Sherlock gets on Labour's case

Ministerial demands come under fire from Adult Learning Inspectorate chief. Steve Hook reports.

The chief inspector's annual report on the state of adult education is as much a verdict on the performance of the Government as on colleges and training organisations under their gaze.

David Sherlock, head of the Adult Learning Inspectorate, published his report on Wednesday. It echoes the concerns of those, including the Association of Colleges, who have complained of the difficulties caused by the ever-changing demands of ministers.

He says: "To achieve a sense of excellence and well-being, further education colleges need greater stability and clarity in the expectations placed upon them, and to learn to say 'no'."

He also warns that the focus on basic skills and level 2 qualifications - equivalent to GCSE grades A to C - should not be allowed to distract attention from level 3 (equivalent to A-level).

The report accepts the urgency of helping the seven million adults said to lack functional literacy and numeracy, and expresses concern at the lack of qualified lecturers in adult basic skills.

"We need to take care not to exaggerate the problems we face with literacy and numeracy, however, lest investment in learning be skewed too far towards the lowest and the highest levels. There is a danger of neglecting level 3 in the middle, where Britain compares least well with our industrial competitors," he adds.

The inspectorate wants a more sophisticated understanding of the benefits of adult and community education - largely provided by local education authorities.

"ALI inspectors found many serious adult and community learners take a positive decision to shun awards. They see a qualification as a distraction from learning and an award as irrelevant to the kind of personal, career or community development they seek. What is needed is a form of confirmation of progress that is also formative for the adult learner."

He also says colleges are too distant from the needs of employers, echoing Charles Clarke, the Education Secretary, at the AoC conference last week.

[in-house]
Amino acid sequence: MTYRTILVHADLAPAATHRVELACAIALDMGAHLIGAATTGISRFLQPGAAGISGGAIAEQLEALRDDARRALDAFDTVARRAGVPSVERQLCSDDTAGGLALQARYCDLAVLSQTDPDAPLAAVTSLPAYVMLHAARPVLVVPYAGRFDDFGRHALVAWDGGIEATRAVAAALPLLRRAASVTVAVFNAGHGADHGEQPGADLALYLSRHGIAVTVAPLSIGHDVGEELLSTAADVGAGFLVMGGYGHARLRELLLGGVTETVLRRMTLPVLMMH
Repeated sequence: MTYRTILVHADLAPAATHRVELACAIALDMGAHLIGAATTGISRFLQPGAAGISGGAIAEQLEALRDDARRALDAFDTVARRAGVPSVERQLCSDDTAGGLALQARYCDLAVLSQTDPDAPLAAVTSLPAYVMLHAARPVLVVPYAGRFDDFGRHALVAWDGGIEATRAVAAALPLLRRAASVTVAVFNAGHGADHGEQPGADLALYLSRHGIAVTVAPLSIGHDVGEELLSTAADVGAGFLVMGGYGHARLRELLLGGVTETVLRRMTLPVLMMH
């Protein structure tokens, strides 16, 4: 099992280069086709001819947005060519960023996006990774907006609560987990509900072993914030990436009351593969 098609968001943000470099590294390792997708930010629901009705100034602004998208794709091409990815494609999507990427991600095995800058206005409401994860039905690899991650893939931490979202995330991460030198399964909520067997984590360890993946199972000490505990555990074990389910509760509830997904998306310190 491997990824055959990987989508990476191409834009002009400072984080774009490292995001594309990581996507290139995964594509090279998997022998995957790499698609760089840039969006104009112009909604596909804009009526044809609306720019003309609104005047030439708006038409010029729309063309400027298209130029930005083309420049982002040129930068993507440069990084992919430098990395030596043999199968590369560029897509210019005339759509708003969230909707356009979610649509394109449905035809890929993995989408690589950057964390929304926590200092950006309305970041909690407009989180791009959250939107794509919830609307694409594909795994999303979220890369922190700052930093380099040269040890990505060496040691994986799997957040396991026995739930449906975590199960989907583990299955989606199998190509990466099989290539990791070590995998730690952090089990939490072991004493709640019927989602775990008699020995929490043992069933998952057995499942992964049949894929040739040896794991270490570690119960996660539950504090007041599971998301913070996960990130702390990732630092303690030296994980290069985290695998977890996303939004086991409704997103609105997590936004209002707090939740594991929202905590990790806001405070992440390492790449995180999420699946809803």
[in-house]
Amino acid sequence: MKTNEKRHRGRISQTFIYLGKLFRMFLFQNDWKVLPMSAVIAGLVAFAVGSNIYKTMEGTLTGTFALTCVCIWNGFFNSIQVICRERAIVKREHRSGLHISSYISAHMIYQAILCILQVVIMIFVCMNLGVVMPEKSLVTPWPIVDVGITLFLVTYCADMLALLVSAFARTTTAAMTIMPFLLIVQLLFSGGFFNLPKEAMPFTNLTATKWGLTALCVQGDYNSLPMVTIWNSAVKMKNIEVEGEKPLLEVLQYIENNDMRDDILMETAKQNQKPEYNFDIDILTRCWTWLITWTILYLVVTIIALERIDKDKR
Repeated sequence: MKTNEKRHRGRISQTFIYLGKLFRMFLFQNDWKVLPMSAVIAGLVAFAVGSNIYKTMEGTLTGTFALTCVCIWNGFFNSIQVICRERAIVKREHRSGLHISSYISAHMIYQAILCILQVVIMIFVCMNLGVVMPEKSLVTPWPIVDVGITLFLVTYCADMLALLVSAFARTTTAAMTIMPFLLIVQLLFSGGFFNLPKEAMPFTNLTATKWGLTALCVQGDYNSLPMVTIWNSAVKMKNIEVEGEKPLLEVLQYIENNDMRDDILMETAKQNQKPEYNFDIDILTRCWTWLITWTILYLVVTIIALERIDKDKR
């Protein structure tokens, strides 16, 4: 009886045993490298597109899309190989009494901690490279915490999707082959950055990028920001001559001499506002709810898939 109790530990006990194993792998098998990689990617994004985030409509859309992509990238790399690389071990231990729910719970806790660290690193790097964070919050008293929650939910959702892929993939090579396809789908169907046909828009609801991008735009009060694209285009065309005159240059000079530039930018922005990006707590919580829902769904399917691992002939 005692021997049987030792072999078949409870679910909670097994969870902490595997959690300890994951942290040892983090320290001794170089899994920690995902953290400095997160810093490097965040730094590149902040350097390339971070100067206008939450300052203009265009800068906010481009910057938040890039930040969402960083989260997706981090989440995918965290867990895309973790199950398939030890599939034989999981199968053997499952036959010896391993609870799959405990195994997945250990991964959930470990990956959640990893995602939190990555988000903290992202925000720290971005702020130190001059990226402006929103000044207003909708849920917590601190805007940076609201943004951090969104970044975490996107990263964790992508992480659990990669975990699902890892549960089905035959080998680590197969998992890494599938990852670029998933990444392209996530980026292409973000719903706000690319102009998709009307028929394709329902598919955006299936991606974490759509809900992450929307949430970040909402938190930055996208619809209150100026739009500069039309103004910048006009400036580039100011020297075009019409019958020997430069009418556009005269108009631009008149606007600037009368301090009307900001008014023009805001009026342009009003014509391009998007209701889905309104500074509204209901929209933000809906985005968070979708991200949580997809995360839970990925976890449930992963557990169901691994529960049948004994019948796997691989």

Teaching standards were higher in adult work than for the 16-19 age group, with just 6 per cent of classes judged unsatisfactory.

Most of the best work seen by the inspectors took place outside FE colleges, says Mr Sherlock.

Just two colleges from the general FE and tertiary category make the list of top providers: Brockenhurst college in Hampshire, which serves more than 10,000 adults, and South Cheshire, a tertiary, which also happens to be Ofsted's favourite college.

Of Brockenhurst, the report says: "Many study in 30 community outreach centres away from the main campus. The college's achievement is the greater for that diversity."

South Cheshire was praised for its "inspiring managers whose attention to educational and social inclusion is exemplary".

But the report shows the best work-based learning had the largest number of highly rated government-funded providers (34). The JobCentre Plus programme, with 17 centres among the best, came next, followed by 11 sixth-form colleges.

Among work-based trainers, the report concludes, small is beautiful. Most of the best work-based courses are by providers which deal with fewer than 100 learners and specialise in a single subject area, it says.

Some of the worst courses were for people with learning difficulties or disabilities.

Workstep, funded by JobCentre Plus, caters for 28,000 people through 140 providers, most of which are local authorities. Most of these were judged unsatisfactory . Nearly half of them, despite the obvious risk of their clients being disadvantaged, failed to convince inspectors that they had a credible equal opportunities policy.

ALI expects re-inspections in this area will show improvements but, the report comments, "early signs were very worrying".

The inspectors found residential colleges for people with learning difficulties or disabilities are below the standard of general FE colleges attended by the rest of the population.

Eight out of 18 were found to have inadequate leadership and management.

The harshest words were reserved for providers for this section of the learning population.

Mr Sherlock says: "I am particularly concerned by the standards of provision for people with learning difficulties or disabilities. It is now possible to find provision to which my inspectors regularly award grade 5s across the board."

He is also concerned about services for those who have "failed, or been failed" at school, and training aimed at preventing criminals from re-offending.

While poor provision remains extensive, the report says, there have been improvements. The number of poor providers has halved from 200203 to 200304, it says, and the learning and skills sector has had its best year since the Learning and Skills Council began.

A significant development is that private training providers are "now a worthy part of publicly-funded provision".

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